Remote work compensation:

Which pay strategy 
is right for you?

As you can see, choosing the right remote pay strategy depends on a number of factors, including your company’s values, projected growth (in terms of company finances, size, and locations), and legal considerations.


Which pay strategy should you choose? There's no perfect strategy. Location-based pay policies can help provide similar lifestyles to your employees around the world, but they can also seem inequitable for employees in areas with lower costs of living. Location-agnostic policies take an “equal pay for equal work” approach, regardless of where remote workers live, and thus can seem more equitable. However, they can be expensive in practice, particularly if a company wants to offer a competitive salary for high cost-of-living locations like San Francisco and New York. Hybrid pay models can be a more affordable compromise, combining elements of location-based and location-agnostic strategies. However, because they can still pay according to different markets, some employees may still consider them to be unfair.No pay strategy will be flawless, and what works for one company doesn’t work for all. As We Work Remotely’s Kevin Kirkpatrick says,
“There’s no one size fits all. In the long run, I think a lot of companies will default to what works for them and the constraints of how a company operates.”Kevin Kirkpatrick, CEO at We Work Remotely
Regardless of which policy you choose, it is vital that you clearly communicate the policy with your employees and solicit their feedback. Remote Works’ Ali Greene emphasizes the importance of communication: “Communicate your strategy and rationale internally often. Especially if you’re not going to be super competitive with a market rate, I think there’s really great ways to explain why that is from the get-go and immediately let people cut themselves out of the running if money is going to be a top priority [and] you’re going to totally miss the bar for what people can live off of in certain markets…Being really honest about your limitations as a company can go a really long way.” Greene has seen companies, for example, say that they want to pay everyone the same salary, but cannot compete with the San Francisco market. Being clear and upfront about your company’s limitations – and sharing what you hope to achieve in the future (and ideally what milestones you’ll look for to get there) – can go a long way toward building trust and transparency with your team.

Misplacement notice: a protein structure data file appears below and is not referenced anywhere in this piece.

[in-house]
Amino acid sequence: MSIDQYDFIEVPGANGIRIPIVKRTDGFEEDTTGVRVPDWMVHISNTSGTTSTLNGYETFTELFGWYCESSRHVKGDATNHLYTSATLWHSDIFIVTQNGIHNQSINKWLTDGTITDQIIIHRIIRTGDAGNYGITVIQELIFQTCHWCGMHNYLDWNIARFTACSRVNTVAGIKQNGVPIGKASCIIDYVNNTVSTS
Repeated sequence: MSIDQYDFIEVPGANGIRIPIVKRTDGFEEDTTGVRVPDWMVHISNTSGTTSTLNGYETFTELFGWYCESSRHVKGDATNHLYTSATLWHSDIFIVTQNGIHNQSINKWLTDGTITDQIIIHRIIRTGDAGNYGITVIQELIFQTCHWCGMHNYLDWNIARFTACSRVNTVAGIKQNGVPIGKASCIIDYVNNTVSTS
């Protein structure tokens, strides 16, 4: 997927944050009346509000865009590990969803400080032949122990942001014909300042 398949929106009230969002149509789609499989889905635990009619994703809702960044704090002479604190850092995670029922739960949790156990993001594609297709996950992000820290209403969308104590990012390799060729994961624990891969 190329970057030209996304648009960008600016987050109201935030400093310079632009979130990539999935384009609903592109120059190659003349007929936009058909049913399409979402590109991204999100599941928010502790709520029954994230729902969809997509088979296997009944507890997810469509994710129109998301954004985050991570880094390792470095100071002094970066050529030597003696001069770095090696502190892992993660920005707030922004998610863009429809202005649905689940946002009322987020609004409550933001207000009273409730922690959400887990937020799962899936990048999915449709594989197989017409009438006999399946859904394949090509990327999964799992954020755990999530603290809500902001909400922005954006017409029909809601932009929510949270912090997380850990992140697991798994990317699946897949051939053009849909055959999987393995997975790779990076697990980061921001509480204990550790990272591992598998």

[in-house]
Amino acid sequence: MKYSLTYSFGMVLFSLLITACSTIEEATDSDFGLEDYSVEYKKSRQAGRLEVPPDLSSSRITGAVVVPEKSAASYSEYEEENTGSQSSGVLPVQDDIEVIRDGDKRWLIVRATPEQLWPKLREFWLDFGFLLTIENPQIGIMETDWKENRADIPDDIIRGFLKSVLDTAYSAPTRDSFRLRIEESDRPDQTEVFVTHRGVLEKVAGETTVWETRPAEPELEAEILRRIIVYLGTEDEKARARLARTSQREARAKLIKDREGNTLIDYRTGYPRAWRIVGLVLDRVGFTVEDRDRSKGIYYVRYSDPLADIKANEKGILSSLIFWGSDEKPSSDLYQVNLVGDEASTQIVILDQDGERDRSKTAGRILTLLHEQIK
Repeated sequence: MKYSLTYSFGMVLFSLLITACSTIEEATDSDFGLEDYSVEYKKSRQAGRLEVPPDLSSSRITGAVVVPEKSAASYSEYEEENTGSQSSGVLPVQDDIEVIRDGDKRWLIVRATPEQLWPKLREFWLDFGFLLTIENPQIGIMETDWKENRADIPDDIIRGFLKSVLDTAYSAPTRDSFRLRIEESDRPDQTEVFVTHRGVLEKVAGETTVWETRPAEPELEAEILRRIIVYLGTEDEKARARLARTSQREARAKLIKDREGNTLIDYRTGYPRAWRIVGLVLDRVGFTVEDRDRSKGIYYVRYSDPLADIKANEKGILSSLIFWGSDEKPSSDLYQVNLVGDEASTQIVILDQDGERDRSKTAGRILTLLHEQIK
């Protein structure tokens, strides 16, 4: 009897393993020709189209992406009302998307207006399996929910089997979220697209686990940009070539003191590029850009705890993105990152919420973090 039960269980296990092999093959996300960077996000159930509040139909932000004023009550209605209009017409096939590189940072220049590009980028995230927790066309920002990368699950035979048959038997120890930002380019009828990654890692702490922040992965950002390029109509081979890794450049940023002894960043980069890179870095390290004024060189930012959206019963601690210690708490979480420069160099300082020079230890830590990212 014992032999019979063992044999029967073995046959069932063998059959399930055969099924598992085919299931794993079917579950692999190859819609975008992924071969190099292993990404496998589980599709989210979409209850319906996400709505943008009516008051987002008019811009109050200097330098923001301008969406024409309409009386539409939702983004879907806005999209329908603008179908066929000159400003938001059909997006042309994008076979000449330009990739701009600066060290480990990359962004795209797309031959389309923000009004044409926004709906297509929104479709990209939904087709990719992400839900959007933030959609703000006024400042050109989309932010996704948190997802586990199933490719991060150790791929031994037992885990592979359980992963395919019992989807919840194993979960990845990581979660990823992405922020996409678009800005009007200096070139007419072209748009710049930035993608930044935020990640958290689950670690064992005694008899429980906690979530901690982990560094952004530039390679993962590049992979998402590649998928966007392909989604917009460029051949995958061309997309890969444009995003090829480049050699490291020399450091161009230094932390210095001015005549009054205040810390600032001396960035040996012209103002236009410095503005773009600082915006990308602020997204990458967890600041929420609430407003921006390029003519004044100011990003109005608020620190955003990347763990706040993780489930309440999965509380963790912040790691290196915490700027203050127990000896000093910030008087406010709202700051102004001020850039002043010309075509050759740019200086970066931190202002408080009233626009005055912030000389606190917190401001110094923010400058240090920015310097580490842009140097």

Ali Greene - Co-author of Remote Works
Ali Greene - Co-author of Remote Works
Also, a remote work compensation policy is not static. You’ll need to update the policy as the needs and values of your company and employees change. A decade after setting up their remote pay strategy, Float has continued to update their model. Georgie Roberts, their Director of Operations, says, “It’s been an experimental process. It’s something we’ve definitely modified along the way.”  Roberts and her team review their pay strategy annually, coinciding with their annual pay reviews in June. She says,
 “We look at our current team and also the talent market, and we review stuff like this constantly. And so we don’t necessarily put a strategy in place and set and forget. We look at these every single year…We actually don’t ever say that it’s done.”Georgie Roberts, Director of Operations at Float
Similarly, Kirkpatrick recommends setting goals for your remote pay strategy and then regularly reviewing the strategy to see if you’re meeting the goals: “Be prepared to iterate, and know that you may not get it right from day one, but the goal is to keep improving it. By setting your goals, you can see if the change worked for the company and employees. It doesn’t have to be quarterly, but you should have a regular cadence to see how it’s working. The market is changing a lot, and the ones who are reviewing are the ones who’ll have a competitive advantage.”If you’re ready to create your own remote work compensation policy, download the checklist below!